The crew of the ship that ran aground near Bodega Bay jumped to safety

The crew of the ship that ran aground near Bodega Bay jumped to safety

A fishing boat was parked on a remote area of ​​beach near Bodega Bay, California. The US Coast Guard said that the ship ran aground during rough seas on Friday night. The task of floating the boat again is urgent due to a fuel leak that could pose a significant contamination risk.

The major refloating mission was done by air, land and sea at Salmon Creek Beach, a popular state park and surfing destination. Dozens of people are working to return the F/V Aleutian Storm to the Pacific Ocean without serious damage. The 58-foot-long ship was stuck in several feet of sand, and getting it loose was a major problem.

“It weighs about 57 tons, so everything we do has to have very heavy lifting,” US Coast Guard Lieutenant Natasha Kenney told ABC. It was tough, and it’s a steel-hulled ship – it’s useful because it doesn’t break like fiberglass or a wooden hull. “

Lieutenant Kenny said the crab fishing boat had four crew members on board when it ran aground, and they got to safety by jumping overboard. Local fire districts, Coast Guard, state park rangers, Sonoma County Sheriff’s Office and CHP responded.

Rumor has it on social media that one of the crew members fell asleep, causing the crashing waves to point the ship toward the state park. Similar to the F/V Tara Lynn II that ran aground at Cape Elizabeth, ME, just a few weeks ago in a winter storm.

The Coast Guard indicated there were approximately 1,500 gallons of diesel on board. Captain Chris Fox was on his way to Bodega to refuel the ship after fishing in the crab areas. The plan Monday was to attach a towline at high tide between the Aleutian storm and an offshore tugboat to get it offshore.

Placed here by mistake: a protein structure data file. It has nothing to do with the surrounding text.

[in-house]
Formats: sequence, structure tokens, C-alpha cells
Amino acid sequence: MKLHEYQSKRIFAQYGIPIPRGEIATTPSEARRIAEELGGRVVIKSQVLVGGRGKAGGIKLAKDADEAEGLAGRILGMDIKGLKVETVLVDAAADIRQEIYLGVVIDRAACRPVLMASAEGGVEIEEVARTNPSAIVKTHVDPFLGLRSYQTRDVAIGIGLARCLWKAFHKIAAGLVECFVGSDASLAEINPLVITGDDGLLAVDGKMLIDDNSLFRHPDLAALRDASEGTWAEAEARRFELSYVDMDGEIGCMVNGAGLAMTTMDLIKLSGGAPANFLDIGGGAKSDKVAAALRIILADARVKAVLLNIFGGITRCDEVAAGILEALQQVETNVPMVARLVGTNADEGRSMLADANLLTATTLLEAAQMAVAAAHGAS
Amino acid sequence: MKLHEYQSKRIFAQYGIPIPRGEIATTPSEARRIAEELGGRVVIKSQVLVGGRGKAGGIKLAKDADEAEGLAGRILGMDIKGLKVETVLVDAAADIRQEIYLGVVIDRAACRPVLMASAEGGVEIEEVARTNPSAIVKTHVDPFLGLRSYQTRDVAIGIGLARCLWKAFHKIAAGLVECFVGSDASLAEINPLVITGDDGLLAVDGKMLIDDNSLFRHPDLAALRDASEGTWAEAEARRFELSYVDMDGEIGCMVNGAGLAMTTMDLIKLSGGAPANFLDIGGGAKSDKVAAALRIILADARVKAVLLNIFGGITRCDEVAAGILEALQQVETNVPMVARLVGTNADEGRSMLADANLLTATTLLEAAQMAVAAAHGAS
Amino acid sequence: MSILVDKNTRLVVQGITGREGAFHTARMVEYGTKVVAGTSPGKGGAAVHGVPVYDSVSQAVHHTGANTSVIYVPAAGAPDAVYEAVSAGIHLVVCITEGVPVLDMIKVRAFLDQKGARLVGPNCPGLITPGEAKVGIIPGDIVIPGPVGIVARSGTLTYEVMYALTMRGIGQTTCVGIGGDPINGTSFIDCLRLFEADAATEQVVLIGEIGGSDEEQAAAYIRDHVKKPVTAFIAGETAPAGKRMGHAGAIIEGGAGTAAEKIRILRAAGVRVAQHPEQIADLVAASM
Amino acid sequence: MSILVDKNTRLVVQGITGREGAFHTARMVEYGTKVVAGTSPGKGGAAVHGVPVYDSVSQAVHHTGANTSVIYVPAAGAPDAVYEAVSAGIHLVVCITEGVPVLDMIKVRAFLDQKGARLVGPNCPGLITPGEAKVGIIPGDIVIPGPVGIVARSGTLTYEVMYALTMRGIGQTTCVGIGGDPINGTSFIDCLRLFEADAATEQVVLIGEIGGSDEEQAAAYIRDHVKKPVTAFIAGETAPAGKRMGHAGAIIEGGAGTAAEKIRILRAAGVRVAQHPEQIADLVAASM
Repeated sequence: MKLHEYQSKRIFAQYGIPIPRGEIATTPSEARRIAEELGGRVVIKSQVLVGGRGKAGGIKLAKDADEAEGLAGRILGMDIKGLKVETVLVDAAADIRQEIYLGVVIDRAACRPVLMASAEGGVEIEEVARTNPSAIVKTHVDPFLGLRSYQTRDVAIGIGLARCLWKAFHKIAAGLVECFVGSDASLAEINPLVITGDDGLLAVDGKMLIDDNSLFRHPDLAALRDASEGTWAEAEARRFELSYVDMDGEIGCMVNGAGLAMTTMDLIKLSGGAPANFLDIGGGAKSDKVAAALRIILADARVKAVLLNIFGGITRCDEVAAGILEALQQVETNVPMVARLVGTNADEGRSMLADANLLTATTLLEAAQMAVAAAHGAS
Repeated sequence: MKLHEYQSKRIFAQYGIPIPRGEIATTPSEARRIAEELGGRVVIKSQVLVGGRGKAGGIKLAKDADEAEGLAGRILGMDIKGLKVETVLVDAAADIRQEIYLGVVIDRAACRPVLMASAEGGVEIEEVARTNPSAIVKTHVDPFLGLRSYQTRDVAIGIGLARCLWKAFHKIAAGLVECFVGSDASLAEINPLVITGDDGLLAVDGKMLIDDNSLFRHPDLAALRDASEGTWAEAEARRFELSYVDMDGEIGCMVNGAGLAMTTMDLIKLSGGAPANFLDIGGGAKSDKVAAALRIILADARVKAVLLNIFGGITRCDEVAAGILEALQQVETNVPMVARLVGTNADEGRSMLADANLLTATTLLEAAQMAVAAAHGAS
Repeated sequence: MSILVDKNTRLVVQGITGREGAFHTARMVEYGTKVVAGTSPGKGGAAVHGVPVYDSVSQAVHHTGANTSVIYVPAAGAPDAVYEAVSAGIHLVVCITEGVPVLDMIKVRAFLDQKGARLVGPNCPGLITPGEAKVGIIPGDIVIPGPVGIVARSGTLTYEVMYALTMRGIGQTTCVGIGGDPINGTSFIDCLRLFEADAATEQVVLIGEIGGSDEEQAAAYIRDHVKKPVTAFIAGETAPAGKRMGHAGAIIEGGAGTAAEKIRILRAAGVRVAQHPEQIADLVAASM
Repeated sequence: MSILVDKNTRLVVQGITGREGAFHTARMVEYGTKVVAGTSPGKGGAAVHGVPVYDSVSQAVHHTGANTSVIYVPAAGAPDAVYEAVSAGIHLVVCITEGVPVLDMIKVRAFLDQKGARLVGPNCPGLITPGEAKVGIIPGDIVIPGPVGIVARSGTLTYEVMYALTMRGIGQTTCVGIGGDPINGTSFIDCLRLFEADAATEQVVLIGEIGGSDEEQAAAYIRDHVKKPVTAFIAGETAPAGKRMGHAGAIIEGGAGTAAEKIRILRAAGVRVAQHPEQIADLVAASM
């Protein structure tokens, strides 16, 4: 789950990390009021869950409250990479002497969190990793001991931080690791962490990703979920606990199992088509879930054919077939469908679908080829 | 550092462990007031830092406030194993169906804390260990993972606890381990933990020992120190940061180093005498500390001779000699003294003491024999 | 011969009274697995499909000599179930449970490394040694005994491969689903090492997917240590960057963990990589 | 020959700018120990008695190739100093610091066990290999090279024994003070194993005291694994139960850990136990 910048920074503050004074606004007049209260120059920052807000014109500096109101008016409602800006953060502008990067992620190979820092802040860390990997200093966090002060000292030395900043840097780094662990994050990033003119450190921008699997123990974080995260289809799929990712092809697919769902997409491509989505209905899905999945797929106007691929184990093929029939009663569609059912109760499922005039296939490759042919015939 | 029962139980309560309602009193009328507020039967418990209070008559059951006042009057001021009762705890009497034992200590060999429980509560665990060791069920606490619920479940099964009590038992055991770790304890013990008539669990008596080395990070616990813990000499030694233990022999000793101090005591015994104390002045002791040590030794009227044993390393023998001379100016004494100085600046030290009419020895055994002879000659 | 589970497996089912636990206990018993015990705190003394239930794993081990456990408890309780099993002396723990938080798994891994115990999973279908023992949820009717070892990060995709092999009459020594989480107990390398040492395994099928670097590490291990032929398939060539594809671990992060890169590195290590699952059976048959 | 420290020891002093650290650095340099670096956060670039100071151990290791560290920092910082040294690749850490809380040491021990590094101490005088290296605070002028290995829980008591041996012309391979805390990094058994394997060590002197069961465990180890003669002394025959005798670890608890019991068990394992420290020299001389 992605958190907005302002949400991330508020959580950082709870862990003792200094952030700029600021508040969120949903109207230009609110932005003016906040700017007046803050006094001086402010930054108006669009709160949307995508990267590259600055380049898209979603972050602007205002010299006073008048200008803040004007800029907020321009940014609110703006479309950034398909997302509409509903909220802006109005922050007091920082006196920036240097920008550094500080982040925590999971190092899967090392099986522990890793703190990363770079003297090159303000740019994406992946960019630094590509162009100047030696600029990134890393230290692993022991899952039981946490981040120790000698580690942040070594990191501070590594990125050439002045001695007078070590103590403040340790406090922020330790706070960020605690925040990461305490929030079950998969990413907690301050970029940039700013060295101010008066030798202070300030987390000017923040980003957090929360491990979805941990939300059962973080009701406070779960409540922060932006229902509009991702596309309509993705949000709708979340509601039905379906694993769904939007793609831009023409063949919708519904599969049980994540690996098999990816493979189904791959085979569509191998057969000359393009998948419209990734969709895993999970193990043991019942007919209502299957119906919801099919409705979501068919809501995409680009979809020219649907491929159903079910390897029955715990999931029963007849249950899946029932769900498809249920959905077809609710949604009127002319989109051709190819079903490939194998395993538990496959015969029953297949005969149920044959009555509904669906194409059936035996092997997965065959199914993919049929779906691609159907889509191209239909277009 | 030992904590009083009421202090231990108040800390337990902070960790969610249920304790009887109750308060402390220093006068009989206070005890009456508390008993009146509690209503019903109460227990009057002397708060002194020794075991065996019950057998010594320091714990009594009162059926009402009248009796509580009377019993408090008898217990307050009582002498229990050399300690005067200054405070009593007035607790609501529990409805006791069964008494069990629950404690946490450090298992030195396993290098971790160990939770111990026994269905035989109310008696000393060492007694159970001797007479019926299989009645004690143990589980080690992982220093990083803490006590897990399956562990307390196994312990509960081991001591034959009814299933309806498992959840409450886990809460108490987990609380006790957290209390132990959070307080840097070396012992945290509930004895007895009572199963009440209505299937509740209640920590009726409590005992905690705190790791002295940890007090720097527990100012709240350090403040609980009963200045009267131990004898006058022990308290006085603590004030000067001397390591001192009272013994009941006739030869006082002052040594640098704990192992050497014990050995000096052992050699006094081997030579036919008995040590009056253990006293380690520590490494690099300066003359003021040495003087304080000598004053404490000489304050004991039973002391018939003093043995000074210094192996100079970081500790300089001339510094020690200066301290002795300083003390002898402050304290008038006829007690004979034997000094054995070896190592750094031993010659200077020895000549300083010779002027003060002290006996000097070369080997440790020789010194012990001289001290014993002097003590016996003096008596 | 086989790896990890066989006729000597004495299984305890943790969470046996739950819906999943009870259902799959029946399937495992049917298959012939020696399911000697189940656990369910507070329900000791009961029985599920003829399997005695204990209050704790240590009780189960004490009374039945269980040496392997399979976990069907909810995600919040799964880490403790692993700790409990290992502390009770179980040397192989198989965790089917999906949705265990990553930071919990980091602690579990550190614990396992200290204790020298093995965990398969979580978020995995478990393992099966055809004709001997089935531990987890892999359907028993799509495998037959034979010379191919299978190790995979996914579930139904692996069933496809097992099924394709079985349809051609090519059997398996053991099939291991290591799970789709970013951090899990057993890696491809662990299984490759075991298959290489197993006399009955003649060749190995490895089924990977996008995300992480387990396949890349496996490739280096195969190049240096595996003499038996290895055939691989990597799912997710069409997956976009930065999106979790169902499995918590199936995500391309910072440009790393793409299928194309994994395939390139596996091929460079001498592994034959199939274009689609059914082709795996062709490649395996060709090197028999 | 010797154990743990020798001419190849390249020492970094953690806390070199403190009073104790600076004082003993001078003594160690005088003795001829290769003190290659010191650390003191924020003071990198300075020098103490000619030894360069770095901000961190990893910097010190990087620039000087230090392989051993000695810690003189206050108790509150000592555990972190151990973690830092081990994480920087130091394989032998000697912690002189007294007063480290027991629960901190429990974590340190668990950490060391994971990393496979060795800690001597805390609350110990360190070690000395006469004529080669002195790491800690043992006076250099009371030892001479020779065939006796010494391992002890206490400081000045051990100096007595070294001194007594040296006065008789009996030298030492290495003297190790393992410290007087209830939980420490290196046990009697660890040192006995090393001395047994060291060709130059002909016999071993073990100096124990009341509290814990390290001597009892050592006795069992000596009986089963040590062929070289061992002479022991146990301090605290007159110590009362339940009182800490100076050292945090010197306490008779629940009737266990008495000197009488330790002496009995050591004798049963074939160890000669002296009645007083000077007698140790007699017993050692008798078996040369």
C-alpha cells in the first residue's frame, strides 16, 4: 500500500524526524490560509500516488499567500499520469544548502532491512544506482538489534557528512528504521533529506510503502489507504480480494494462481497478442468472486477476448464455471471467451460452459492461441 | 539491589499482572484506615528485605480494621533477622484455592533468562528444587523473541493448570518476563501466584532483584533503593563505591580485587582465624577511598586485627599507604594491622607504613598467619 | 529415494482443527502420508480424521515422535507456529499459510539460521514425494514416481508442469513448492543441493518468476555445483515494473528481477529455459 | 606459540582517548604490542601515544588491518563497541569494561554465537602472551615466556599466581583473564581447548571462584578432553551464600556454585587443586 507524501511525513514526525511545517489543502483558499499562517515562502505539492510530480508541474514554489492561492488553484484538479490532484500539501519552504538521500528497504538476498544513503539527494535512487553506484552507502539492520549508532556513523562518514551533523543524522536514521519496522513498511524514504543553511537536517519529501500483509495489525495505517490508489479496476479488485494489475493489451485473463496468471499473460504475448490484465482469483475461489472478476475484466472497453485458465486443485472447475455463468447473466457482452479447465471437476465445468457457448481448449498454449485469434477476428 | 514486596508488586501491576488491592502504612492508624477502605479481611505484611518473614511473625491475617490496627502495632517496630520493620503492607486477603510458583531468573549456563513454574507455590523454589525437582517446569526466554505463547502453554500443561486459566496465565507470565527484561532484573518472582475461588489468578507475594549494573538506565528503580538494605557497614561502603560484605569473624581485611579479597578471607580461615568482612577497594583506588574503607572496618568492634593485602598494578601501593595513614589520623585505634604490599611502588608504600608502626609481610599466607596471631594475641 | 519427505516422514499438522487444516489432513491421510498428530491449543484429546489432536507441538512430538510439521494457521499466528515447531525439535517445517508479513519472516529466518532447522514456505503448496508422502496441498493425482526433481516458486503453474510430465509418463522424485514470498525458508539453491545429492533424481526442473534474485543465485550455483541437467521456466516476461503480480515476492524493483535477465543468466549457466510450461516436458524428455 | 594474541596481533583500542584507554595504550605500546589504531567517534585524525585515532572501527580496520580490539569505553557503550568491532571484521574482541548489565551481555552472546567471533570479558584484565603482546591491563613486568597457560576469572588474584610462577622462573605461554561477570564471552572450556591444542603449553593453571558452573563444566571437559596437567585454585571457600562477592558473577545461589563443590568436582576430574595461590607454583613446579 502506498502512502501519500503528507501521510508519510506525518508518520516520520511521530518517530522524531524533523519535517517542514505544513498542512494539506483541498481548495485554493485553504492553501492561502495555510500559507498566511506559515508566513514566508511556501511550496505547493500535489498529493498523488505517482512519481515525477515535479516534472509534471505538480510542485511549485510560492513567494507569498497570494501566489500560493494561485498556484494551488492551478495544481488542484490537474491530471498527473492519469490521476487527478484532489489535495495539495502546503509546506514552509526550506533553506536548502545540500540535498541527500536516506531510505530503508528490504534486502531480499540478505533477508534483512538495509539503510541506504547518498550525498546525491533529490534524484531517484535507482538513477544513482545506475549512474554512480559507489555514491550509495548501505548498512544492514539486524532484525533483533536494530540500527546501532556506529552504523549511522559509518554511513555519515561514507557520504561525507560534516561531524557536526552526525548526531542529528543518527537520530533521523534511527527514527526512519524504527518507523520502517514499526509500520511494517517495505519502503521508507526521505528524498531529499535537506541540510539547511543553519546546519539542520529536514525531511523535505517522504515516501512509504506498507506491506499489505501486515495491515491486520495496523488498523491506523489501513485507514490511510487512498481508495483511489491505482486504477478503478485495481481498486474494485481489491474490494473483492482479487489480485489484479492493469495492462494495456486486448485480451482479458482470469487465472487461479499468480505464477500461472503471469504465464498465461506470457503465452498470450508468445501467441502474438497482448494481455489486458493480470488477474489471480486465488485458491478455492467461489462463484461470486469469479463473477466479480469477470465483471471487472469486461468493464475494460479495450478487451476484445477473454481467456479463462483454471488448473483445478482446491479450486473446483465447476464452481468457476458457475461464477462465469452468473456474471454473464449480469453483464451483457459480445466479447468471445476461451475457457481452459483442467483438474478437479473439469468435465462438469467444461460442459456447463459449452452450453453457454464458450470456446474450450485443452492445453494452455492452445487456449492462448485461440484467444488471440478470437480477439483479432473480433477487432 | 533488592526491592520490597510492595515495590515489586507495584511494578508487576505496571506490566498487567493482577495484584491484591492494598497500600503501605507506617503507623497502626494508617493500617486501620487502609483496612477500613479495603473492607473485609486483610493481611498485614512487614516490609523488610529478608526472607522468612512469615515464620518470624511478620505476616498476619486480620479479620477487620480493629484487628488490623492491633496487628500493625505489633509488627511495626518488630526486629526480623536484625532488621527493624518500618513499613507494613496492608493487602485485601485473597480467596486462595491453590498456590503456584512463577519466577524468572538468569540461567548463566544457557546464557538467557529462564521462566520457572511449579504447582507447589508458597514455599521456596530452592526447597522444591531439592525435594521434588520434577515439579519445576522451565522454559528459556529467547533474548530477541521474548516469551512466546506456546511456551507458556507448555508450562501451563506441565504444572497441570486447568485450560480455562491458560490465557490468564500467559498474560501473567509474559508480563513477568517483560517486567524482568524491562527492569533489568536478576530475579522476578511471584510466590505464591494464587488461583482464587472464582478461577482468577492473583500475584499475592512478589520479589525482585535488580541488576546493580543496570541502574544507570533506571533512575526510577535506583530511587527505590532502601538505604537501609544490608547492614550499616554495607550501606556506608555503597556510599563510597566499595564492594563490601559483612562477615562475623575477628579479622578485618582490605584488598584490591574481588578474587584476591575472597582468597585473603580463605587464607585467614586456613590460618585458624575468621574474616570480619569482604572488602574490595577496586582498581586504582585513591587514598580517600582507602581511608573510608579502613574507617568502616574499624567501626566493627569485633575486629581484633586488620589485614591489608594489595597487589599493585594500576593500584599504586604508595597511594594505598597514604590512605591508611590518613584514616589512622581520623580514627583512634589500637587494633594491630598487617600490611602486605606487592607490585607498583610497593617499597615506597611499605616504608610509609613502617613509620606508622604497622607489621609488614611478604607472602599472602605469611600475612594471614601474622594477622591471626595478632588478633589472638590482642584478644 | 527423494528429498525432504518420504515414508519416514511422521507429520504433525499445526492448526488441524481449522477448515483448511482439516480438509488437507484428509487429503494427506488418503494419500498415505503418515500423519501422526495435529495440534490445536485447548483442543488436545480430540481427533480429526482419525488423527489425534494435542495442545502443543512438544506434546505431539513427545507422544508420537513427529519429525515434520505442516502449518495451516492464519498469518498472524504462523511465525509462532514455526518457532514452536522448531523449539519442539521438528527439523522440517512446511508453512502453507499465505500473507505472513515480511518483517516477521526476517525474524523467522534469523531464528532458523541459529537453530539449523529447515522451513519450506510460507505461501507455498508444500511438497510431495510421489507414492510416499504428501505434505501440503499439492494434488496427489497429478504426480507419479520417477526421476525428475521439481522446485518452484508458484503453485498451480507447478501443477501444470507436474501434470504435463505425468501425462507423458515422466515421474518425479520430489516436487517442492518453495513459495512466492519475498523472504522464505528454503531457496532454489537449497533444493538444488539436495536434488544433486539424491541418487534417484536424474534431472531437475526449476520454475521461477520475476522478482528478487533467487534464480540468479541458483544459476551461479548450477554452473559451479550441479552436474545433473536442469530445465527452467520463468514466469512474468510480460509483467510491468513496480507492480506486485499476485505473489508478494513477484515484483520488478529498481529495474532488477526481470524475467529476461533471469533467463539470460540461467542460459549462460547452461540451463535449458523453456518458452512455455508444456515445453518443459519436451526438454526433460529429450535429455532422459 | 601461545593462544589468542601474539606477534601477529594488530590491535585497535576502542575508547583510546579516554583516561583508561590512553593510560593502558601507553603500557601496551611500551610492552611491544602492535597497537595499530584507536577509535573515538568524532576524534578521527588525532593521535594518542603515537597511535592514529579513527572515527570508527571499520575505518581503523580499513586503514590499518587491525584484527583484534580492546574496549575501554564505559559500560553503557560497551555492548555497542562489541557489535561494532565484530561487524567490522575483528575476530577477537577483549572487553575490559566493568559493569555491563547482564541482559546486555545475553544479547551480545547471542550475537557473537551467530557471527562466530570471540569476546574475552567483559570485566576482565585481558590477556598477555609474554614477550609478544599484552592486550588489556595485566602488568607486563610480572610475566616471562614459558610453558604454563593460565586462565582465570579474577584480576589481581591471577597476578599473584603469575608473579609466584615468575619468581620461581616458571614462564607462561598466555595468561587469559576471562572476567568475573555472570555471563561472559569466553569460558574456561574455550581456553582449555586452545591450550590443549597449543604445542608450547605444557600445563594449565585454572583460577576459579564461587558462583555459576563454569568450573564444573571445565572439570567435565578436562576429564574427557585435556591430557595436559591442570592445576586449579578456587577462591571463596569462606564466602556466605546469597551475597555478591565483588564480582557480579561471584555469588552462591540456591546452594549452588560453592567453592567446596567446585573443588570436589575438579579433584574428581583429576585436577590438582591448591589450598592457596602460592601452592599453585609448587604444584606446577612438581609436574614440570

“Today, our efforts aim to refloat the ship; “We’re going to pull him off the beach,” Kenny said.

However, a rescue attempt on Monday failed after the tow line broke. The follow-up plan is to dump fuel to lighten the boat, hoping to increase the likelihood of it being towed offshore: the vessel’s owner and operator, Captain Fox, has fishing vessel insurance, so salvage operations should be covered.

“I’m hoping for the best; we want it done here as bad as he wants it done,” Kenny noted.

“There’s always a possibility she could drink the water and stay put.”

It is possible that the boat will be buried in the sand when stormy weather arrives in the middle of the week. The worry at that point might be to get it to float again. Kenney told The Press Democrat it’s up to Fox and state parks to figure out what a rescue would look like if refloating is no other option.

Established the Coast Guard a Unified command with the National Oceanic and Atmospheric Administration (NOAA), the California Department of Fish and Wildlife’s Office of Spill Prevention and Response, California State Parks, the Sonoma County Police Department, and the vessel’s captain.

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